12. Goldstein S, Singal DP (1974) Senescence of cultured human fibroblasts: mitotic versus metabolic time. Exp Cell Res 88:359–364PubMedCrossRefGoogle Scholar
  13. Hamden K, Allouche N, Damak M, Elfeki A (2009) Hypoglycemic and antioxidant effects of phenolic extracts and purified hydroxytyrosol from olive mill waste in vitro and in rats. Chem Biol Interact 180:421–432. doi: 10.1016/j.cbi.2009.04.002 PubMedCrossRefGoogle Scholar
  14. Harris N, Costa V et al (2003) Mnsod overexpression extends the yeast chronological (G(0)) life span but acts independently of Sir2p histone deacetylase to shorten the replicative life span of dividing cells. Free Radic Biol Med 34:1599–1606.PubMedCrossRefGoogle Scholar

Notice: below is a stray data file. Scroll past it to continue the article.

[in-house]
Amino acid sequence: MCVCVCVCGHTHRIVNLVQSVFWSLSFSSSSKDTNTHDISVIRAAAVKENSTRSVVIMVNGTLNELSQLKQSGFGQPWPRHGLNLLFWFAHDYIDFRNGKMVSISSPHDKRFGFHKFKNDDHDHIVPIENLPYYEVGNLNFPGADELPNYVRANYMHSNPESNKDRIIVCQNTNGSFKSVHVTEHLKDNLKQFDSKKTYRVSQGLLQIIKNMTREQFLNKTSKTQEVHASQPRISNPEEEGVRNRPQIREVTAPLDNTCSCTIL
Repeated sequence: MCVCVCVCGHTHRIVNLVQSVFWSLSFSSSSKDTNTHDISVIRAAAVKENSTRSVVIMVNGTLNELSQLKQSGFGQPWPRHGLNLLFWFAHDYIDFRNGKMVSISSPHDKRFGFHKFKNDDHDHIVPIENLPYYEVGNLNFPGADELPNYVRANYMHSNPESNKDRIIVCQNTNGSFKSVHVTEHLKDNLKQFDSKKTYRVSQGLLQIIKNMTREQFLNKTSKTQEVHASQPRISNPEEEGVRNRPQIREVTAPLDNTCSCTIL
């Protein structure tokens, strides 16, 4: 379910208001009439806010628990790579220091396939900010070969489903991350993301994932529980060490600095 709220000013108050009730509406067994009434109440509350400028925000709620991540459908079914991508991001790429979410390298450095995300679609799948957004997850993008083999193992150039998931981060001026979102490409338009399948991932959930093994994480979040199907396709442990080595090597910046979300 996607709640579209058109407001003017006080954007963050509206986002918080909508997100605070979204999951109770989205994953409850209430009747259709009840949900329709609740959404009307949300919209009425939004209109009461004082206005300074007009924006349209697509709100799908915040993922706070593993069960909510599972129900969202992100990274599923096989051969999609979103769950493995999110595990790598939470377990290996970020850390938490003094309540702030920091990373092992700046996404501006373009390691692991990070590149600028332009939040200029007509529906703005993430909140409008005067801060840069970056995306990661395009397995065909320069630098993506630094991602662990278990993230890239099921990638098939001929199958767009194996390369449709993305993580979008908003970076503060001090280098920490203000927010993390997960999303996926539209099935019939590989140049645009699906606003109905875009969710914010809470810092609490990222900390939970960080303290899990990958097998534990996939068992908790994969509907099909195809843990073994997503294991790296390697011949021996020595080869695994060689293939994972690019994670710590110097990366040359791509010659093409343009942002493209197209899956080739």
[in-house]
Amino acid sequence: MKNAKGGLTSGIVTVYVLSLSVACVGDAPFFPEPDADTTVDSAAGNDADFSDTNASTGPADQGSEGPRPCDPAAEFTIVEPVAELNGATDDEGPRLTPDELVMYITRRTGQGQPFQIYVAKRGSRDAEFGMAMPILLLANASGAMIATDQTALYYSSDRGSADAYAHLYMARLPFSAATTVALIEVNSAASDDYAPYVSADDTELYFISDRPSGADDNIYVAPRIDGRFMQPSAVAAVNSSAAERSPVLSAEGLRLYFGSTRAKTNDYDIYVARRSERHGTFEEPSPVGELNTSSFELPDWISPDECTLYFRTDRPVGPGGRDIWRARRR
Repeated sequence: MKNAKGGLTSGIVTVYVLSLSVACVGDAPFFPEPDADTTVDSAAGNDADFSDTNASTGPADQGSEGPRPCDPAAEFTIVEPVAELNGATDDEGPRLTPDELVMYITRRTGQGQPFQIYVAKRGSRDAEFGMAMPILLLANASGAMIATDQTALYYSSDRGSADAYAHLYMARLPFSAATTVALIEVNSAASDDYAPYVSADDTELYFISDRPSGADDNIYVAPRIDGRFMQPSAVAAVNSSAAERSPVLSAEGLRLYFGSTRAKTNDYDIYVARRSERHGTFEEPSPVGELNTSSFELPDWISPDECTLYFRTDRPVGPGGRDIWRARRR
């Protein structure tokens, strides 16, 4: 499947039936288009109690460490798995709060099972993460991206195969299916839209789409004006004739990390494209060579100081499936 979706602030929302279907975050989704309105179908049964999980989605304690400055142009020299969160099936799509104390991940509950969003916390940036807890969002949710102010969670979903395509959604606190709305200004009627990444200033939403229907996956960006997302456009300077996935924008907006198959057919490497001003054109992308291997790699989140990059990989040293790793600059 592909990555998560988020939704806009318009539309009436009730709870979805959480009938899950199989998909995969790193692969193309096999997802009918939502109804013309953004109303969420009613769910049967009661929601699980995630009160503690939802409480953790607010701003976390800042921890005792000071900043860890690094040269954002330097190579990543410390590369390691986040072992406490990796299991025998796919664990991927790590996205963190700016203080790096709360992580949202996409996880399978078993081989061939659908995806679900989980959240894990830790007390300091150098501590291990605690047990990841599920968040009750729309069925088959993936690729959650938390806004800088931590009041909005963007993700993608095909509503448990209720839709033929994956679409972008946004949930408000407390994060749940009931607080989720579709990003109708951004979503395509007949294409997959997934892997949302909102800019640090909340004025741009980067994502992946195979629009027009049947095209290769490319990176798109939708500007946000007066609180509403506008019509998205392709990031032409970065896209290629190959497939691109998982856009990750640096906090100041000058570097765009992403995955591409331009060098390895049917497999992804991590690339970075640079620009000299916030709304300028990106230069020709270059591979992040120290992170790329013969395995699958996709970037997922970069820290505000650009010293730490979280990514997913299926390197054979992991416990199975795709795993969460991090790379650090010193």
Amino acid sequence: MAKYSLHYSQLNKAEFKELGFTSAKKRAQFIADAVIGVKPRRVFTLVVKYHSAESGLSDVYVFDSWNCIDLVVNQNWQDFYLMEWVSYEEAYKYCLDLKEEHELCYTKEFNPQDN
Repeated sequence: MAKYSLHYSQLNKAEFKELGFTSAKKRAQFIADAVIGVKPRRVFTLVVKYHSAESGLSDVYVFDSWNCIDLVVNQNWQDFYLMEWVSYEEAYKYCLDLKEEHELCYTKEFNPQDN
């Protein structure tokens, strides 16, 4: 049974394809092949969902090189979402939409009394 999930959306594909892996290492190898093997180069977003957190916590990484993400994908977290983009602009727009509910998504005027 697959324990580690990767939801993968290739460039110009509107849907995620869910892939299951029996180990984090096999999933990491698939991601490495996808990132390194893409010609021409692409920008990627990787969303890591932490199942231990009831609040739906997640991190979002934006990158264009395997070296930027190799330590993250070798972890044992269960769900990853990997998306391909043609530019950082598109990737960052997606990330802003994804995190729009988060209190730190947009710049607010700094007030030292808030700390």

15. Hayflick L, Moorhead PS (1961) The serial cultivation of human diploid cell strains. Exp Cell Res 25:585–621CrossRefGoogle Scholar
  16. Henderson ER, Larson DD (1991) Telomeres—what’s new at the end? Curr Opin Genet Dev 1:538–543PubMedCrossRefGoogle Scholar
  17. Jemai H, Fki I et al (2008) Lipid-lowering and antioxidant effects of hydroxytyrosol and its triacetylated derivative recovered from olive tree leaves in cholesterol-fed rats. J Agric Food Chem 56:2630–2636. doi: 10.1021/jf072589s PubMedCrossRefGoogle Scholar
  18. Jemai H, El Feki A, Sayadi S (2009) Antidiabetic and antioxidant effects of hydroxytyrosol and oleuropein from olive leaves in alloxan-diabetic rats. J Agric Food Chem 57:8798–8804. doi: 10.1021/jf901280r PubMedCrossRefGoogle Scholar
  19. Manna C, Della Ragione F et al (1999) Biological effects of hydroxytyrosol, a polyphenol from olive oil endowed with antioxidant activity. Adv Exp Med Biol 472:115–130PubMedGoogle Scholar